The Beaux-Arts Tradition

By Basile Baudez and Maureen Cassidy-Geiger

The following text has been excerpted from Living with Architecture as Art, the recently published catalogue of Peter May’s collection of drawings, models and architectural artefacts. The catalogue is edited by Maureen Cassidy-Geiger and published in two generously illustrated volumes. The first volume includes essays by Maureen Cassidy-Geiger, Basile Baudez, Charles Hind and Matthew Wells.

More information about the catalogue can be found here. A number of drawings from Peter May’s collection are currently being exhibited at the New York Historical Society.

‘The Art of Architecture: Beaux Arts Drawings from the Peter May Collection’ installed at the New York Historical Society.

THE BEAUX ARTS TRADITION

‘Everything that is made or studied is competition, the student does not make a pencil stroke which is not the result of a competition.’ [1]

The majority of the French architectural drawings in the Peter May collection are in the classical Beaux-Arts style that flourished in France for nearly three hundred years, from the establishment of the Académie Royale d’Architecture in Paris in 1671 until the mid-twentieth century. [2] The architecture school merged with the Académie des Beaux-Arts in 1816, known from 1865 as the École des Beaux-Arts and from 1968 to the present day as the École nationale supérieure des Beaux-Arts (ENSBA). An emblem of the state, the French system was modeled after the famous renaissance art schools of Florence and Rome, the Accademia del Disegno founded by Cosimo I de’Medici in 1563 and the Accademia di San Luca opened in 1577, which were enlightened alternatives to the old-fashioned guild system. [3] The École was initially located in the Palais du Louvre and moved to its present site in Saint-Germain-des-Prés in 1816, with an entrance at 14 rue Bonaparte and a campus that runs along Quai Malaquais (fig. 3). The main building was designed by Félix Duban (1798–1870) as an architectural model, backdrop and showroom for fragments from the defunct Musée des Monuments Français as well as a large teaching collection of plaster casts and building models (fig. 2). The renaissance portico of the ruined Château de Gaillon dominated the forecourt until 1977, when it was restored to its original position in Normandy (fig. 4).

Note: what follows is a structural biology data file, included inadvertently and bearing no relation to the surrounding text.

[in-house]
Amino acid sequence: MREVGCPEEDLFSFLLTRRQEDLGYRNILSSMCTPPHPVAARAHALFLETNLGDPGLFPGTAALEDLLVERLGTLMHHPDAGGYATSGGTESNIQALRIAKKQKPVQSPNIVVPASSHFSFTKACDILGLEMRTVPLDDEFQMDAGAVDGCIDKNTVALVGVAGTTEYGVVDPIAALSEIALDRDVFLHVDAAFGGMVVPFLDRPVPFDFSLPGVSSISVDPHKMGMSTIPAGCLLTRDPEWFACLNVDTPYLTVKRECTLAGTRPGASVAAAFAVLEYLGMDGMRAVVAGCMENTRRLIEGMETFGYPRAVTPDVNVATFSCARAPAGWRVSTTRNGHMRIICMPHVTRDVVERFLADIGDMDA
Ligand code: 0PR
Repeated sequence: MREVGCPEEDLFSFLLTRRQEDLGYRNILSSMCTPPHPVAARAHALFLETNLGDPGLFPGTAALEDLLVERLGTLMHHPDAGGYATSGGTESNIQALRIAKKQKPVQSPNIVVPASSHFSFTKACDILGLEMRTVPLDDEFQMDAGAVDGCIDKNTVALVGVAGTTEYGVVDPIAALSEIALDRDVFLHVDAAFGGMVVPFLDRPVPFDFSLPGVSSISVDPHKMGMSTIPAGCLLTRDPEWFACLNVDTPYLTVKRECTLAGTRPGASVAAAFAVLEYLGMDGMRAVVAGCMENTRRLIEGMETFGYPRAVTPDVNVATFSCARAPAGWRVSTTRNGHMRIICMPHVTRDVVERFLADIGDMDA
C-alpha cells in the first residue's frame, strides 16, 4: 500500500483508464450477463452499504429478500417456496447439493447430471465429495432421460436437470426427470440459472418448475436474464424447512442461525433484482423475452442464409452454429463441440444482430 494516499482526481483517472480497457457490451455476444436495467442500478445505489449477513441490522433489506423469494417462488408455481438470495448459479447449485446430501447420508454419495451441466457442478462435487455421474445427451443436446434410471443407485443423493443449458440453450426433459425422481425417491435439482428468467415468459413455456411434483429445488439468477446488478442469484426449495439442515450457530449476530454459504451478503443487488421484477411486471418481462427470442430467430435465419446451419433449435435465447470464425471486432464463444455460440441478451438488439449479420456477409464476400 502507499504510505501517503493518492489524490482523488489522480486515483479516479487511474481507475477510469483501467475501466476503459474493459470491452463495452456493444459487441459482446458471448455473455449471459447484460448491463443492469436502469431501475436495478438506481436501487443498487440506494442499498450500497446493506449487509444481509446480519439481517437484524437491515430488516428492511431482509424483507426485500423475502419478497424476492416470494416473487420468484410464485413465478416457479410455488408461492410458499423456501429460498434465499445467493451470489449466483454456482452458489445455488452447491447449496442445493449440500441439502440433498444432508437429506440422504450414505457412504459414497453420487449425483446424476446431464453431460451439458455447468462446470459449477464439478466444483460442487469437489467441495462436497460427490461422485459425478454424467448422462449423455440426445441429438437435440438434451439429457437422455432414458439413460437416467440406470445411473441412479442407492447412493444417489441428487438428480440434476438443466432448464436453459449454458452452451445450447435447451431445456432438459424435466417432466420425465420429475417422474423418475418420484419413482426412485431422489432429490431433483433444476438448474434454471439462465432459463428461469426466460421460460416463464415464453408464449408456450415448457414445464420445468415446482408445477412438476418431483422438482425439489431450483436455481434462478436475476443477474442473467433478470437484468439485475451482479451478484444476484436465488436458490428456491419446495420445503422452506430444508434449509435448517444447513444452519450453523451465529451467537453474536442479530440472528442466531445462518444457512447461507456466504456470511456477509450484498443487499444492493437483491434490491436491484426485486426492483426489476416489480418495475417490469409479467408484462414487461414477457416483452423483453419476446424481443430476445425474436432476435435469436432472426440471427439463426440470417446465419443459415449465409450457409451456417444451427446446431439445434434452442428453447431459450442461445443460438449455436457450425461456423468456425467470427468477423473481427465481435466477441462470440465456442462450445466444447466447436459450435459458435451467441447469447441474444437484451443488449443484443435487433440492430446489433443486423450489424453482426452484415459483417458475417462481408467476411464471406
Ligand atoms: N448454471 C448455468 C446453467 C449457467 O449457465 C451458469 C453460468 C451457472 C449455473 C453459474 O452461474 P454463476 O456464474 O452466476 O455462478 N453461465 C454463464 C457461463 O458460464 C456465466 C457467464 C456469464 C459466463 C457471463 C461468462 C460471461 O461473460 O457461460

Fig. 1: Central courtyard of the École des Beaux-Arts with plaster casts and architectural models, 1937. ENSBA inv. PH14; ENSBA/ARTRES, ART583605 © Beaux-Arts de Paris, Dist. RMN-Grand Palais / Art Resource, NY.
Fig. 3: École nationale supérieure des
Beaux-Arts, Paris.
Fig. 2: Architecture Atelier, École des Beaux-Arts, 1937. Livre Grande Masse des Beaux-Arts 1937, Paris.
Fig. 4: Achille-Laurent Proy, View of the portal of the Chateau de Gaillon installed in the courtyard of the École des Beaux-Arts, 1890 (May Collection, 1990.221; cat. 2.11)

Beaux-Arts draughtsmanship is characterized by its lack of perspectival geometry. Thus, a building is rendered in orthogonal lines and any sense of volume is supplied by the strategic use of shadows. Sometimes broad gestural washes of color were added to the sheet, to situate a building in its imagined topography or urban environment, transforming the otherwise flat orthographic designs into grand architectural paintings. The staffage might even extend to the inclusion of animating human figures, vehicles and animals, as in Bernard Tabuteau’s (1892–1977) design for a railroad station, which was enlivened by a cast of colorful characters including a man rushing with his heavy luggage and a dachshund, a couple trying to persuade a donkey to pull their overloaded cart, a photographer plying his trade and a fancy blue sports car (fig. 5).

Fig. 5: Bernard Tabuteau, Competition drawing for a train station (detail), 1913 (May Collection, 1987.8; cat. 5.3).

Admission to the school was by recommendation of a sponsor until 1823, when entrance exams were introduced. Students attended lectures on mathematics, architectural theory, and construction in the academy building, studied and sketched the fragments and plaster casts and had access to the library. Practical architectural skills, however, were acquired outside the school in private ateliers, run by leading practitioners, many with affiliations to the Academy. Gabriel Pierre Martin Dumont (1721–1791), for example, would teach paying students the principles of geometry and arithmetic, the correct use and drawing of the five